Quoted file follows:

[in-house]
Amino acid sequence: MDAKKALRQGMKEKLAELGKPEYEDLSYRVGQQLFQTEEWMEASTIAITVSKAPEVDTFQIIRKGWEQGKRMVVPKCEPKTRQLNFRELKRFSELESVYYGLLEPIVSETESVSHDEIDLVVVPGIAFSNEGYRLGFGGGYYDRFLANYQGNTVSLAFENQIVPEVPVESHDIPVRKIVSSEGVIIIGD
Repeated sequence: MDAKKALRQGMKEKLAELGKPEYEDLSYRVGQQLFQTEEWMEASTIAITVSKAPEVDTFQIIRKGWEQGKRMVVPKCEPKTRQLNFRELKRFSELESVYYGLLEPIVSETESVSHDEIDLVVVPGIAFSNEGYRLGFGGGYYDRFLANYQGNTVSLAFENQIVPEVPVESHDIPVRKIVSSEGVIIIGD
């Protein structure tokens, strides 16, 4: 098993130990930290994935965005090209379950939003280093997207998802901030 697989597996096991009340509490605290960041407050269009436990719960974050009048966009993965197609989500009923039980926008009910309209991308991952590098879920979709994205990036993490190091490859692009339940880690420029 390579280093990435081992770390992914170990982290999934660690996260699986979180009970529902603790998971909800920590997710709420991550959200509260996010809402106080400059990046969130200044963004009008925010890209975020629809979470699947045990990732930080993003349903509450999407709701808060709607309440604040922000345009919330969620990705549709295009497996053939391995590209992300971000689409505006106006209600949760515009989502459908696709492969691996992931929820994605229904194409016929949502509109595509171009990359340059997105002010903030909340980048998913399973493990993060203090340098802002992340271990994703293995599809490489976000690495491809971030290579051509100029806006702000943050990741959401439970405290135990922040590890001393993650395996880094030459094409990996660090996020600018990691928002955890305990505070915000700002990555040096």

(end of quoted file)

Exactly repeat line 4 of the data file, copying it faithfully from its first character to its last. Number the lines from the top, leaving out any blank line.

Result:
């Protein structure tokens, strides 16, 4: 098993130990930290994935965005090209379950939003280093997207998802901030 697989597996096991009340509490605290960041407050269009436990719960974050009048966009993965197609989500009923039980926008009910309209991308991952590098879920979709994205990036993490190091490859692009339940880690420029 390579280093990435081992770390992914170990982290999934660690996260699986979180009970529902603790998971909800920590997710709420991550959200509260996010809402106080400059990046969130200044963004009008925010890209975020629809979470699947045990990732930080993003349903509450999407709701808060709607309440604040922000345009919330969620990705549709295009497996053939391995590209992300971000689409505006106006209600949760515009989502459908696709492969691996992931929820994605229904194409016929949502509109595509171009990359340059997105002010903030909340980048998913399973493990993060203090340098802002992340271990994703293995599809490489976000690495491809971030290579051509100029806006702000943050990741959401439970405290135990922040590890001393993650395996880094030459094409990996660090996020600018990691928002955890305990505070915000700002990555040096």